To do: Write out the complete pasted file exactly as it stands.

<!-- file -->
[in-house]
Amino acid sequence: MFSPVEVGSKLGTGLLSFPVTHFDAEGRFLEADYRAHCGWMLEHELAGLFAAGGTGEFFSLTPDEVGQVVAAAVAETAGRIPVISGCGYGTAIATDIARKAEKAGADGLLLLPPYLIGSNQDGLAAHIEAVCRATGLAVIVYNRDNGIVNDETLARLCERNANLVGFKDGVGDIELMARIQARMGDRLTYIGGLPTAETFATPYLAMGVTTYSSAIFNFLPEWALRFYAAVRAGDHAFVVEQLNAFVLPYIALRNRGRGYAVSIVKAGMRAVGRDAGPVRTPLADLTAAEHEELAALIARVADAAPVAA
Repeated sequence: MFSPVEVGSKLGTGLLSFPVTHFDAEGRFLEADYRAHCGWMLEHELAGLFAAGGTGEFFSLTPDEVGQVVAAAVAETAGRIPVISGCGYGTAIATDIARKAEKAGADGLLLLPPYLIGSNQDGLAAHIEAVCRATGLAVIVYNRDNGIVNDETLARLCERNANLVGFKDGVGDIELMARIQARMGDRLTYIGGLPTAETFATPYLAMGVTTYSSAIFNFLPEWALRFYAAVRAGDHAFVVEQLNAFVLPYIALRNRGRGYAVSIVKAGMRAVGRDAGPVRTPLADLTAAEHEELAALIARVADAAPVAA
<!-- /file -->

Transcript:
[in-house]
Amino acid sequence: MFSPVEVGSKLGTGLLSFPVTHFDAEGRFLEADYRAHCGWMLEHELAGLFAAGGTGEFFSLTPDEVGQVVAAAVAETAGRIPVISGCGYGTAIATDIARKAEKAGADGLLLLPPYLIGSNQDGLAAHIEAVCRATGLAVIVYNRDNGIVNDETLARLCERNANLVGFKDGVGDIELMARIQARMGDRLTYIGGLPTAETFATPYLAMGVTTYSSAIFNFLPEWALRFYAAVRAGDHAFVVEQLNAFVLPYIALRNRGRGYAVSIVKAGMRAVGRDAGPVRTPLADLTAAEHEELAALIARVADAAPVAA
Repeated sequence: MFSPVEVGSKLGTGLLSFPVTHFDAEGRFLEADYRAHCGWMLEHELAGLFAAGGTGEFFSLTPDEVGQVVAAAVAETAGRIPVISGCGYGTAIATDIARKAEKAGADGLLLLPPYLIGSNQDGLAAHIEAVCRATGLAVIVYNRDNGIVNDETLARLCERNANLVGFKDGVGDIELMARIQARMGDRLTYIGGLPTAETFATPYLAMGVTTYSSAIFNFLPEWALRFYAAVRAGDHAFVVEQLNAFVLPYIALRNRGRGYAVSIVKAGMRAVGRDAGPVRTPLADLTAAEHEELAALIARVADAAPVAA